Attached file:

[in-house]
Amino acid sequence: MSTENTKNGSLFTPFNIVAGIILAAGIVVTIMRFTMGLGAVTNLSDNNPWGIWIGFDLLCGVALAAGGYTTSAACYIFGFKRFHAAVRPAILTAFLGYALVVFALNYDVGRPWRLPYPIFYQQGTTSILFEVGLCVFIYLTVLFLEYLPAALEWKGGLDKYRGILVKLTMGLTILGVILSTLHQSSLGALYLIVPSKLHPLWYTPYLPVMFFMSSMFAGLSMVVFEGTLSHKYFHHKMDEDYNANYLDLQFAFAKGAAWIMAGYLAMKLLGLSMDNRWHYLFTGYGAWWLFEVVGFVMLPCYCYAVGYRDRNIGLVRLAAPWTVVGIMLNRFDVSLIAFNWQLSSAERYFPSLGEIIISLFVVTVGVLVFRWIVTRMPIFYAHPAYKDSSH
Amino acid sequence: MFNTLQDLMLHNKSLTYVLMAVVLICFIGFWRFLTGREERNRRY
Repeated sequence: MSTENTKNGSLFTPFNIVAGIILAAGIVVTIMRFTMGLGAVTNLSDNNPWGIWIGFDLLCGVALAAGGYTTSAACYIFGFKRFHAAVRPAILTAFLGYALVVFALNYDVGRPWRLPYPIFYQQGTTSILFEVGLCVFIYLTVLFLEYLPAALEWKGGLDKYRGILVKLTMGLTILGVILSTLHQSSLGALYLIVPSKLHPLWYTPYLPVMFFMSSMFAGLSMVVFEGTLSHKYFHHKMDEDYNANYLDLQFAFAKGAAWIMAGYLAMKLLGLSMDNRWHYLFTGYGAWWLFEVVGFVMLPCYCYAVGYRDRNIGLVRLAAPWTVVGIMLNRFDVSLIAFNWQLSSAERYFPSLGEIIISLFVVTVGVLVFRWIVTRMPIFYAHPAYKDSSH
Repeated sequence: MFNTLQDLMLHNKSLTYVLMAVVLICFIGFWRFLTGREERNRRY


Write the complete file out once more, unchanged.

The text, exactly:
[in-house]
Amino acid sequence: MSTENTKNGSLFTPFNIVAGIILAAGIVVTIMRFTMGLGAVTNLSDNNPWGIWIGFDLLCGVALAAGGYTTSAACYIFGFKRFHAAVRPAILTAFLGYALVVFALNYDVGRPWRLPYPIFYQQGTTSILFEVGLCVFIYLTVLFLEYLPAALEWKGGLDKYRGILVKLTMGLTILGVILSTLHQSSLGALYLIVPSKLHPLWYTPYLPVMFFMSSMFAGLSMVVFEGTLSHKYFHHKMDEDYNANYLDLQFAFAKGAAWIMAGYLAMKLLGLSMDNRWHYLFTGYGAWWLFEVVGFVMLPCYCYAVGYRDRNIGLVRLAAPWTVVGIMLNRFDVSLIAFNWQLSSAERYFPSLGEIIISLFVVTVGVLVFRWIVTRMPIFYAHPAYKDSSH
Amino acid sequence: MFNTLQDLMLHNKSLTYVLMAVVLICFIGFWRFLTGREERNRRY
Repeated sequence: MSTENTKNGSLFTPFNIVAGIILAAGIVVTIMRFTMGLGAVTNLSDNNPWGIWIGFDLLCGVALAAGGYTTSAACYIFGFKRFHAAVRPAILTAFLGYALVVFALNYDVGRPWRLPYPIFYQQGTTSILFEVGLCVFIYLTVLFLEYLPAALEWKGGLDKYRGILVKLTMGLTILGVILSTLHQSSLGALYLIVPSKLHPLWYTPYLPVMFFMSSMFAGLSMVVFEGTLSHKYFHHKMDEDYNANYLDLQFAFAKGAAWIMAGYLAMKLLGLSMDNRWHYLFTGYGAWWLFEVVGFVMLPCYCYAVGYRDRNIGLVRLAAPWTVVGIMLNRFDVSLIAFNWQLSSAERYFPSLGEIIISLFVVTVGVLVFRWIVTRMPIFYAHPAYKDSSH
Repeated sequence: MFNTLQDLMLHNKSLTYVLMAVVLICFIGFWRFLTGREERNRRY